Olson said that June lake levels will measure more than six inches higher for Superior; Michigan and Huron are expected to measure more than seven inches higher; Erie should be up more than four inches, and Lake St. Clair should rise about two inches.

Despite the rising water levels, a state $20.9 million emergency dredging program is still underway. Since last year, 56 public marinas were dredged or are in process, with Frankfort, Harbor Springs, Traverse City and Manistee on the list for this spring, Olson said.

“Grand Traverse Bay is still in the works because of some soil/sediment issues, but otherwise we are on schedule,” he said. “This is all critical dredging to allow boaters to get in and out of marinas safely.”


No matter what the water level is, docks sell.  High water, though, would be “a bonus,” said Wally Drabek, partner at the family owned Twin Bay Docks in Traverse City.

“It all goes hand in hand,” said Drabek, whose product is made specifically for the Great Lakes. “What’s good for the marine industry is good for us.”

Boat owners along East Bay’s shoreline in Traverse City say that getting to their docks and hoists has been “a nightmare,” even with added dock sections.

“We’d have to schlep all of our gear 50 to 75 yards off my parents’ beach and then, once we got going, bottom out depending on the waves,” said Kim Beattie, whose family of six enjoys weekly excursions to local sand bars where the kids play. “We’ve gone through at least seven propellers in the past few years, just hitting rocks near my parents’ house.”

Although the two families had more dock sections installed, Beattie said it was “prohibitively expensive” to install sections all the way to the beach.

“We’re so excited the water is up; it will be so great to not hit stuff in the bay or logs in Skegemog and Torch [lakes],” she said. “If it gets high enough where we can get the dock close to the beach, that would be lovely.”


Chris Flynn said he can’t even get into the Petoskey marina’s snowbound parking lot, but come summer, he thinks the marina lot will be jammed for other reasons.

“We should be in good shape this year,” said Flynn, the 144-slip marina’s supervisor. “For a while there, it got close to disaster level.”

Flynn said that the waitlist for a seasonal boat slip is at 112 people, which translates into a multi-year wait. The slip fees range in price from $2,430 to $5,520 a season; transient slips cost $39 per night.

“When you’re paying $400,000 for a boat, you’d think it would be more,” said Flynn, who services a mix of boats ranging from small cruisers to 150-ft. yachts, with most in the 45-ft. range.

Just south of Petoskey, the privately funded Bay Harbor Lake Marina is gearing up for an event-heavy season.

In June, the marina will host a Father’s Day boat show; the next weekend, it will host the largest vintage boat and car show in the country. In mid-July the property is celebrating its 20th anniversary as well as putting on an arts event and its annual yard sale.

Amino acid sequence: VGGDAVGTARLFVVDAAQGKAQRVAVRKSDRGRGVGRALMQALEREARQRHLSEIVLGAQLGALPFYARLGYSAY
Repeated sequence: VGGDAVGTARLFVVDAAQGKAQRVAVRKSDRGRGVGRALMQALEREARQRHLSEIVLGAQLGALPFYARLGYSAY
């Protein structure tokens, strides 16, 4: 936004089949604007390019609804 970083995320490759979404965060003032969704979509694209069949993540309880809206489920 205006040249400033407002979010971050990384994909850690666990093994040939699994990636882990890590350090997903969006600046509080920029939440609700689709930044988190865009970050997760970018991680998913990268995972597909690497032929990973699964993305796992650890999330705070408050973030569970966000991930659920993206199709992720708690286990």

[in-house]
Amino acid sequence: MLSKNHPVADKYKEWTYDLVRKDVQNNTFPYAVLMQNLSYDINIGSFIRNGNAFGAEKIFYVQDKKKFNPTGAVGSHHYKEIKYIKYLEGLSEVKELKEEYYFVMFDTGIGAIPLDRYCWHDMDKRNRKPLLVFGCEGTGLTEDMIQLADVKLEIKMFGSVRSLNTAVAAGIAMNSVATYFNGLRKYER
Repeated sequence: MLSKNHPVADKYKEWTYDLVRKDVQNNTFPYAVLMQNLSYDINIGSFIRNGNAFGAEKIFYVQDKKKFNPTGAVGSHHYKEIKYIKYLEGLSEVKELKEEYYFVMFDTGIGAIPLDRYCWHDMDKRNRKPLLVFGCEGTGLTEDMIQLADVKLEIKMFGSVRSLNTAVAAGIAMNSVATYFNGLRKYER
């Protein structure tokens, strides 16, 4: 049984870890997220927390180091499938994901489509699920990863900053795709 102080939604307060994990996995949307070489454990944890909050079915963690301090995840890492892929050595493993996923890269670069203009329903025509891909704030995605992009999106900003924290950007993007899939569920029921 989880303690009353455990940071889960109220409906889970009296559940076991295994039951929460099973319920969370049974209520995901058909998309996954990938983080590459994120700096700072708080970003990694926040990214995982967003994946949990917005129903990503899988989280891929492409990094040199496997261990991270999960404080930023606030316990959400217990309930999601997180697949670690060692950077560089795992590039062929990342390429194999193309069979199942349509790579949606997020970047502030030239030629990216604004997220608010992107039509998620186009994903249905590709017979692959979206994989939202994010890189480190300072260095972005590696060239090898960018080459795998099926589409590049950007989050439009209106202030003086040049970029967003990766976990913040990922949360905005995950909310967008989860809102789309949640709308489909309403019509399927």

All this combined with a 10 percent increase in seasonal slip rentals means “there’s a lot going on,” said Joel Shoemaker, dock master for Bay Harbor Lake Marina.

“There definitely is a resurgence of people either purchasing boats or calling for slip rentals,” he said. “It’s an exciting time.”


Andrew MacDonald says that he has high hopes for this year’s Traverse City Boat & Outdoor Show in April.

“I expect a record year for attendance and a great year for boats sold,” said MacDonald, whose show is in its eighth year. “I’m not sure if it’s the economy or it’s the ‘life’s too short’ mentality.”

A low point for MacDonald was 2008 and 2009, when attendance – and the visitors’ vibe – dropped significantly.

“People are much more interested in pulling the trigger,” he said.

Twelve dealers plus other vendors will be at the show, with pontoons representing 50 percent of the boats on display.

“Pontoons are red hot; you can do so much on them,” said MacDonald, whose visitors come mainly from northern Michigan, Detroit, and Grand Rapids. “Some have bars, some have bathrooms. They’re versatile and with so many inland lakes in Michigan, you can’t go wrong.”

Much of the boat show’s success depends on the weather, however.

“The weather is critical,” he said. “We always pray for clouds, a little rain, and 50 degrees. Then they’ll flock to your show.”


Boat owners filling up their tanks don’t have a choice when it comes to price. Special marine-grade fuel hovered about $4.90 a gallon last year; marina workers say they hesitate to speculate about prices this year but have seen them shoot above $5 a gallon in the past.

For boaters whose vessels burn gallons to the mile as they cruise from Chicago to ports on Michigan’s west shoreline, it’s a small price to pay.

“Some of the bigger boats use well over 1,200 gallons; we take about an hour to fill a boat of this size,” said Petoskey’s Flynn. “And no matter what the manufacturers say, these boats are not fuel-efficient.”

Traditionally a money pit, boat ownership means sinking big money into dockage, winter storage, repairs, and other non-fuel related costs, Flynn said.

“It makes no sense financially,” he said.

“The only thing I would ever consider buying for my family is a tugboat or a trawler. At least those things are fuel efficient.”